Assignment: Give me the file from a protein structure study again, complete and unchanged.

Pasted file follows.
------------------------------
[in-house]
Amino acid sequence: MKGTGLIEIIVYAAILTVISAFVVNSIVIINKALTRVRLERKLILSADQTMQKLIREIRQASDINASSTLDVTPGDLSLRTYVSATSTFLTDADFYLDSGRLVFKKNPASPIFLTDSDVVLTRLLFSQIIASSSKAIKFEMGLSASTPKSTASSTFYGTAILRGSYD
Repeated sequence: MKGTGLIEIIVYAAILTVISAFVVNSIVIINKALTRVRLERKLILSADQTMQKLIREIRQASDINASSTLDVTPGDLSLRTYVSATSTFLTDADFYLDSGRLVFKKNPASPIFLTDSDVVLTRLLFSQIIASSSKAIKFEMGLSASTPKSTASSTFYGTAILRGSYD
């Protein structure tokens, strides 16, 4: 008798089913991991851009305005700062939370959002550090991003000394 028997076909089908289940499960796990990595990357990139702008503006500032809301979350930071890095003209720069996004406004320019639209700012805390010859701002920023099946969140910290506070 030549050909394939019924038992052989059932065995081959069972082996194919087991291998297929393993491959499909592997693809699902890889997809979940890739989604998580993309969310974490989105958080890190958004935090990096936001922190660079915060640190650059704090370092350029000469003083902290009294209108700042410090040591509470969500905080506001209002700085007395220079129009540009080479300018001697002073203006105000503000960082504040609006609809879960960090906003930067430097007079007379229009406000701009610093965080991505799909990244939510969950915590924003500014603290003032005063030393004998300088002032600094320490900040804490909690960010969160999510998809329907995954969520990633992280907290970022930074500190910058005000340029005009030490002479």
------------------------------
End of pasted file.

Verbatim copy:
[in-house]
Amino acid sequence: MKGTGLIEIIVYAAILTVISAFVVNSIVIINKALTRVRLERKLILSADQTMQKLIREIRQASDINASSTLDVTPGDLSLRTYVSATSTFLTDADFYLDSGRLVFKKNPASPIFLTDSDVVLTRLLFSQIIASSSKAIKFEMGLSASTPKSTASSTFYGTAILRGSYD
Repeated sequence: MKGTGLIEIIVYAAILTVISAFVVNSIVIINKALTRVRLERKLILSADQTMQKLIREIRQASDINASSTLDVTPGDLSLRTYVSATSTFLTDADFYLDSGRLVFKKNPASPIFLTDSDVVLTRLLFSQIIASSSKAIKFEMGLSASTPKSTASSTFYGTAILRGSYD
């Protein structure tokens, strides 16, 4: 008798089913991991851009305005700062939370959002550090991003000394 028997076909089908289940499960796990990595990357990139702008503006500032809301979350930071890095003209720069996004406004320019639209700012805390010859701002920023099946969140910290506070 030549050909394939019924038992052989059932065995081959069972082996194919087991291998297929393993491959499909592997693809699902890889997809979940890739989604998580993309969310974490989105958080890190958004935090990096936001922190660079915060640190650059704090370092350029000469003083902290009294209108700042410090040591509470969500905080506001209002700085007395220079129009540009080479300018001697002073203006105000503000960082504040609006609809879960960090906003930067430097007079007379229009406000701009610093965080991505799909990244939510969950915590924003500014603290003032005063030393004998300088002032600094320490900040804490909690960010969160999510998809329907995954969520990633992280907290970022930074500190910058005000340029005009030490002479």